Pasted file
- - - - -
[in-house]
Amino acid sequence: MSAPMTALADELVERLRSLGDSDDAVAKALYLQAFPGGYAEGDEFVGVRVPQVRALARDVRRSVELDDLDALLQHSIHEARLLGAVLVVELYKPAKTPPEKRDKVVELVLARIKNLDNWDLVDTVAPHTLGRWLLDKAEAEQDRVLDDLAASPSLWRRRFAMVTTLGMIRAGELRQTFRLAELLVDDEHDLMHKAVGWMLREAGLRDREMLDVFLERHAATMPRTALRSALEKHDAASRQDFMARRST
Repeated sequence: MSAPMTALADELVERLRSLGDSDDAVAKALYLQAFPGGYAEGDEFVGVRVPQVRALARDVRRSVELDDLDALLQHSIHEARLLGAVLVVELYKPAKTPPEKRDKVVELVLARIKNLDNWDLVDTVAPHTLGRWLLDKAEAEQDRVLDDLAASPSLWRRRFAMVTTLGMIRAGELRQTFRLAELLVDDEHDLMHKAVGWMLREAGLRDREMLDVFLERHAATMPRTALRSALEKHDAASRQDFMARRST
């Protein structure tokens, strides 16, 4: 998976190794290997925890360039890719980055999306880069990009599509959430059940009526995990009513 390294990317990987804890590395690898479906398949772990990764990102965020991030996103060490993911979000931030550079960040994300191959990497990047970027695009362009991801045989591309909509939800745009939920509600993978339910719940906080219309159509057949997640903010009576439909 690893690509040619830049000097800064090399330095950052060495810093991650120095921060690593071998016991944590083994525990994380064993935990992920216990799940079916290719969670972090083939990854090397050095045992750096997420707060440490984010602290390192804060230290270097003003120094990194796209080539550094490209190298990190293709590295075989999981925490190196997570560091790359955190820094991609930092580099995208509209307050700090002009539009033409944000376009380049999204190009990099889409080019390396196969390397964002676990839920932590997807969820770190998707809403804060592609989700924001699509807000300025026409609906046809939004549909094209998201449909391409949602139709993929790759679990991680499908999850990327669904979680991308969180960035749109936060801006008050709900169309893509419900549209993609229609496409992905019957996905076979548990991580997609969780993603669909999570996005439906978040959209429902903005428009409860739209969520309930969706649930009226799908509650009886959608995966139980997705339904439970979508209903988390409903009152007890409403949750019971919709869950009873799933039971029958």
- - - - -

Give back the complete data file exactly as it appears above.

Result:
[in-house]
Amino acid sequence: MSAPMTALADELVERLRSLGDSDDAVAKALYLQAFPGGYAEGDEFVGVRVPQVRALARDVRRSVELDDLDALLQHSIHEARLLGAVLVVELYKPAKTPPEKRDKVVELVLARIKNLDNWDLVDTVAPHTLGRWLLDKAEAEQDRVLDDLAASPSLWRRRFAMVTTLGMIRAGELRQTFRLAELLVDDEHDLMHKAVGWMLREAGLRDREMLDVFLERHAATMPRTALRSALEKHDAASRQDFMARRST
Repeated sequence: MSAPMTALADELVERLRSLGDSDDAVAKALYLQAFPGGYAEGDEFVGVRVPQVRALARDVRRSVELDDLDALLQHSIHEARLLGAVLVVELYKPAKTPPEKRDKVVELVLARIKNLDNWDLVDTVAPHTLGRWLLDKAEAEQDRVLDDLAASPSLWRRRFAMVTTLGMIRAGELRQTFRLAELLVDDEHDLMHKAVGWMLREAGLRDREMLDVFLERHAATMPRTALRSALEKHDAASRQDFMARRST
């Protein structure tokens, strides 16, 4: 998976190794290997925890360039890719980055999306880069990009599509959430059940009526995990009513 390294990317990987804890590395690898479906398949772990990764990102965020991030996103060490993911979000931030550079960040994300191959990497990047970027695009362009991801045989591309909509939800745009939920509600993978339910719940906080219309159509057949997640903010009576439909 690893690509040619830049000097800064090399330095950052060495810093991650120095921060690593071998016991944590083994525990994380064993935990992920216990799940079916290719969670972090083939990854090397050095045992750096997420707060440490984010602290390192804060230290270097003003120094990194796209080539550094490209190298990190293709590295075989999981925490190196997570560091790359955190820094991609930092580099995208509209307050700090002009539009033409944000376009380049999204190009990099889409080019390396196969390397964002676990839920932590997807969820770190998707809403804060592609989700924001699509807000300025026409609906046809939004549909094209998201449909391409949602139709993929790759679990991680499908999850990327669904979680991308969180960035749109936060801006008050709900169309893509419900549209993609229609496409992905019957996905076979548990991580997609969780993603669909999570996005439906978040959209429902903005428009409860739209969520309930969706649930009226799908509650009886959608995966139980997705339904439970979508209903988390409903009152007890409403949750019971919709869950009873799933039971029958």